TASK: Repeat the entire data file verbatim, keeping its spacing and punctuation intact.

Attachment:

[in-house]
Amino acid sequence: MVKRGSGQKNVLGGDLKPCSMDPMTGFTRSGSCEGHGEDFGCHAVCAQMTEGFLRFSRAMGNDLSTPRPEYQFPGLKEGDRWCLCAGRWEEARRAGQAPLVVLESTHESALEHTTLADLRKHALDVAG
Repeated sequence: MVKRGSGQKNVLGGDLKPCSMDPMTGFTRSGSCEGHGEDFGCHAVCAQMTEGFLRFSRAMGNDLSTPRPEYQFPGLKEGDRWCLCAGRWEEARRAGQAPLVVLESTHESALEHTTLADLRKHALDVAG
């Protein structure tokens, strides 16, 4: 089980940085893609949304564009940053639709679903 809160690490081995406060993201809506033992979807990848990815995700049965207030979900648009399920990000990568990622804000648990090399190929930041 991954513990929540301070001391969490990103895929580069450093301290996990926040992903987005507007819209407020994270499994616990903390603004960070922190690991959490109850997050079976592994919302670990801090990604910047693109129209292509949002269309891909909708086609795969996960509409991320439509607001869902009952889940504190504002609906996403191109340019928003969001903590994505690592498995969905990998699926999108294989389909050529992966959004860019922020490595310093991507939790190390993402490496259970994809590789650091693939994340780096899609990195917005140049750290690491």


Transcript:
[in-house]
Amino acid sequence: MVKRGSGQKNVLGGDLKPCSMDPMTGFTRSGSCEGHGEDFGCHAVCAQMTEGFLRFSRAMGNDLSTPRPEYQFPGLKEGDRWCLCAGRWEEARRAGQAPLVVLESTHESALEHTTLADLRKHALDVAG
Repeated sequence: MVKRGSGQKNVLGGDLKPCSMDPMTGFTRSGSCEGHGEDFGCHAVCAQMTEGFLRFSRAMGNDLSTPRPEYQFPGLKEGDRWCLCAGRWEEARRAGQAPLVVLESTHESALEHTTLADLRKHALDVAG
């Protein structure tokens, strides 16, 4: 089980940085893609949304564009940053639709679903 809160690490081995406060993201809506033992979807990848990815995700049965207030979900648009399920990000990568990622804000648990090399190929930041 991954513990929540301070001391969490990103895929580069450093301290996990926040992903987005507007819209407020994270499994616990903390603004960070922190690991959490109850997050079976592994919302670990801090990604910047693109129209292509949002269309891909909708086609795969996960509409991320439509607001869902009952889940504190504002609906996403191109340019928003969001903590994505690592498995969905990998699926999108294989389909050529992966959004860019922020490595310093991507939790190390993402490496259970994809590789650091693939994340780096899609990195917005140049750290690491």